In general, the use of different figures of speech and symbolism in poetry is a good opportunity for authors to examine the themes of love, life, death, and God from multiple perspectives. Each poem is a combination of metaphors, similes, imagery, and synecdoche, and it is an independent decision of every person on how to interpret messages and tones. Blake dwelled upon the concept of God and chose an educative tone and a symbol of innocence, the lamb. Barrett Browning focused on passion and individuality in love affairs. The experience of death was described by Jonson, using the elements of despair and sadness. The multiplicity of life predetermined by judgments and high expectations was discussed by Piercy through the prism of irony and metaphors. All these poems are hard to compare in terms of their themes and tones, but the use of literary devices is a common feature that proves the ambiguity of the chosen concepts.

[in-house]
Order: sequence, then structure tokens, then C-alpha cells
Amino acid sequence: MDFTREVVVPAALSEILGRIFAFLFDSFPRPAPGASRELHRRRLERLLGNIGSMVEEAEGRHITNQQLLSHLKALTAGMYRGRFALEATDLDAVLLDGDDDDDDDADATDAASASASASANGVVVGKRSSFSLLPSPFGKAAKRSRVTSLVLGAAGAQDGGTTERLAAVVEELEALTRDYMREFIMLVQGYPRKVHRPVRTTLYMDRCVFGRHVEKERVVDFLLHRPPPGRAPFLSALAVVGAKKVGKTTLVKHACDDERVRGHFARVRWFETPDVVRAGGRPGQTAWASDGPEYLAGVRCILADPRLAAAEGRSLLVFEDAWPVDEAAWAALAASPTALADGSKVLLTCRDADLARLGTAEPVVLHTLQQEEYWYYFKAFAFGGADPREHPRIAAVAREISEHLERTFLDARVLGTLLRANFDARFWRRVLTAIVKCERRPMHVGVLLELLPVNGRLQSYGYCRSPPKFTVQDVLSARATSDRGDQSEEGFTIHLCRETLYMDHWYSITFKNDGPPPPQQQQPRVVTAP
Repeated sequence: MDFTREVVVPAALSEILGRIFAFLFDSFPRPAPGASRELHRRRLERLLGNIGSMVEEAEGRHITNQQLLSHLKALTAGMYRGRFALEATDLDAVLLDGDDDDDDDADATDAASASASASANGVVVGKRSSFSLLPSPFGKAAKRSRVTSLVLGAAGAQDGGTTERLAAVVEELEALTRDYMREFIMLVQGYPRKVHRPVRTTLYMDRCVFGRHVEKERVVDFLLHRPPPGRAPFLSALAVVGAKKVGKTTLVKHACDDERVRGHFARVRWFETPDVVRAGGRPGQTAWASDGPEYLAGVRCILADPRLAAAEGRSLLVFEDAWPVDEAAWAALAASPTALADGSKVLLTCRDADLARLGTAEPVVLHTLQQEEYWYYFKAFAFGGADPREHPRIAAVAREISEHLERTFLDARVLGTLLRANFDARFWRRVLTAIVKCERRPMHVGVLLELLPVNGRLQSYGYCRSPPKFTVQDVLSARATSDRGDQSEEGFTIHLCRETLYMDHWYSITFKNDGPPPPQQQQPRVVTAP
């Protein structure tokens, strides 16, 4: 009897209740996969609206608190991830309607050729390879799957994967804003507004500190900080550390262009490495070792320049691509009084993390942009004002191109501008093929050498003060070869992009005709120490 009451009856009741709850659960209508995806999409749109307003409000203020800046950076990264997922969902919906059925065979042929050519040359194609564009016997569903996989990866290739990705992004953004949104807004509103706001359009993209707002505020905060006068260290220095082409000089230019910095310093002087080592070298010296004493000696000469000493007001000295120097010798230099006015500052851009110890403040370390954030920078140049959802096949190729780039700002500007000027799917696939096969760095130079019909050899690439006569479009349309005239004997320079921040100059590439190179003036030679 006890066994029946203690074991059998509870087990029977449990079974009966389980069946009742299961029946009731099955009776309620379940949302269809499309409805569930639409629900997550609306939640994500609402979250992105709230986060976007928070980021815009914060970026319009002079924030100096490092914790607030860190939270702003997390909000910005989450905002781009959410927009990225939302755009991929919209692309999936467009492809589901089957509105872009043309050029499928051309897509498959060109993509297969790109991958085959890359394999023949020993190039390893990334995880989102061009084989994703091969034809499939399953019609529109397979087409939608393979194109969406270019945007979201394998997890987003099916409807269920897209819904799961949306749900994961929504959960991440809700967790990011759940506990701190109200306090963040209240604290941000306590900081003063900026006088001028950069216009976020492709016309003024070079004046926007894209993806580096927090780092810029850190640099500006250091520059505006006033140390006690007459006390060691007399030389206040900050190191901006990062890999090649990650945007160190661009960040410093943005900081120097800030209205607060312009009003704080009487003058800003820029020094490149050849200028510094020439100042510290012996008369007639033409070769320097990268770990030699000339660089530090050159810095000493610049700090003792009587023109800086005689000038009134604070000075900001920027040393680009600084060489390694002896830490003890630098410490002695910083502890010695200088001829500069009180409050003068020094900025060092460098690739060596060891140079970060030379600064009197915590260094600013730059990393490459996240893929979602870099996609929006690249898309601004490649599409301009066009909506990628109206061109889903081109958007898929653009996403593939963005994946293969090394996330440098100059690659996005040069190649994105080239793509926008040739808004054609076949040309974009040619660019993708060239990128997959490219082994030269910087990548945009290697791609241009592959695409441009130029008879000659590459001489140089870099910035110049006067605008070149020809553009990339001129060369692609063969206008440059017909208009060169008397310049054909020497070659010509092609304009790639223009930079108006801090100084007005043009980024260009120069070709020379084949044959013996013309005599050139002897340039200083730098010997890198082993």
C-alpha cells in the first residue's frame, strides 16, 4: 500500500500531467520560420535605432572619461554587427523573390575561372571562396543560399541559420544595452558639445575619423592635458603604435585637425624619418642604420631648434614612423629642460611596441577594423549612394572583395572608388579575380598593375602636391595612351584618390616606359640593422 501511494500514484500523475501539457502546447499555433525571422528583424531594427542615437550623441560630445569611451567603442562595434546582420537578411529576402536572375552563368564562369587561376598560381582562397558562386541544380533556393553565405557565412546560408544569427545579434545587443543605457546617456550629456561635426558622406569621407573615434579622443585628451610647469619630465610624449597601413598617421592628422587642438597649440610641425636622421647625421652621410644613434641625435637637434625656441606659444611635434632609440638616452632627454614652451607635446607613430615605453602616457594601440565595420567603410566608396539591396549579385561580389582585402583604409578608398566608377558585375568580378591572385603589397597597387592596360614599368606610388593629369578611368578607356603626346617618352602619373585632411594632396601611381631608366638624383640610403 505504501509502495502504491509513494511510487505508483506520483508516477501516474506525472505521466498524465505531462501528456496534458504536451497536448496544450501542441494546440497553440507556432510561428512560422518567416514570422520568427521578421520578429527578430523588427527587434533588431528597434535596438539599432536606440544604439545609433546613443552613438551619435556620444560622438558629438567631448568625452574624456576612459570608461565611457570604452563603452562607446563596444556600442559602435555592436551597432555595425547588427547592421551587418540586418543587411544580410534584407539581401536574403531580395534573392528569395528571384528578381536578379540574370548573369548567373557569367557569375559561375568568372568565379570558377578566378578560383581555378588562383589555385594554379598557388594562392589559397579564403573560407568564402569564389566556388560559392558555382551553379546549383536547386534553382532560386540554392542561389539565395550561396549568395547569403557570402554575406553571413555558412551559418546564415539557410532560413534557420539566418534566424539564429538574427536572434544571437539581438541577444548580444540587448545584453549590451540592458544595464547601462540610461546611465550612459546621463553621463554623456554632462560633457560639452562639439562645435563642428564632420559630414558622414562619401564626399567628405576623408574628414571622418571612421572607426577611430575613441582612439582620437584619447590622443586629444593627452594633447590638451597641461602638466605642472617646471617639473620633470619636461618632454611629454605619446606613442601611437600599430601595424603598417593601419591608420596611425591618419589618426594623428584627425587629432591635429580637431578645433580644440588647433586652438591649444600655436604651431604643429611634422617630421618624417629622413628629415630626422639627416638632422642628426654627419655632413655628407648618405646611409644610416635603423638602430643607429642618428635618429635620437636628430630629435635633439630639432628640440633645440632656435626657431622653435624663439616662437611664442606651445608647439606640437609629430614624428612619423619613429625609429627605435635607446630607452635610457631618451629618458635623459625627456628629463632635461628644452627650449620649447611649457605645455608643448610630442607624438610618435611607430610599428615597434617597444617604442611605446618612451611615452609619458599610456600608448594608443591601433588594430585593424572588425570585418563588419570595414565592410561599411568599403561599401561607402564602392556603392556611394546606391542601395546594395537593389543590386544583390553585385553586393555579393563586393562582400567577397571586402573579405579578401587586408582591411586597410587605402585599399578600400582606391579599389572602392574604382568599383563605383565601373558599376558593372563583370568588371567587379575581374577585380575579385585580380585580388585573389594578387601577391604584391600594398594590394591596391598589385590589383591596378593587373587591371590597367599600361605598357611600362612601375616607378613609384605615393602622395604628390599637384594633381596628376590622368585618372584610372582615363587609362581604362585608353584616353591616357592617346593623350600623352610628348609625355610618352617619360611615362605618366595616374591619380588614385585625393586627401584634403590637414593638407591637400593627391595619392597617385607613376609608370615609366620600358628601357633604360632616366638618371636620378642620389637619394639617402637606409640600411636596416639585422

Barrett Browning, Elizabeth. “How Do I Love Thee.” The Norton Introduction to Literature, edited by Kelly J. Mays, 12the ed., W. W. Norton & Company, 2015, p. 936.

Blake, William. “The Lamb.” The Norton Introduction to Literature, edited by Kelly J. Mays, 12the ed., W. W. Norton & Company, 2015, p. 1024.

Jonson, Ben. “On My First Son.” The Norton Introduction to Literature, edited by Kelly J. Mays, 12the ed., W. W. Norton & Company, 2015, p. 1118.

Piercy, Marge. “Barbie Doll.” The Norton Introduction to Literature, edited by Kelly J. Mays, 12the ed., W. W. Norton & Company, 2015, p. 1124.

Timmermans, Karren M. and Angie Johnson. “Introducing and Sustaining Close Reading and Writing Through Poetry.” The Reading Teacher, vol. 71, no. 3, pp. 356-362.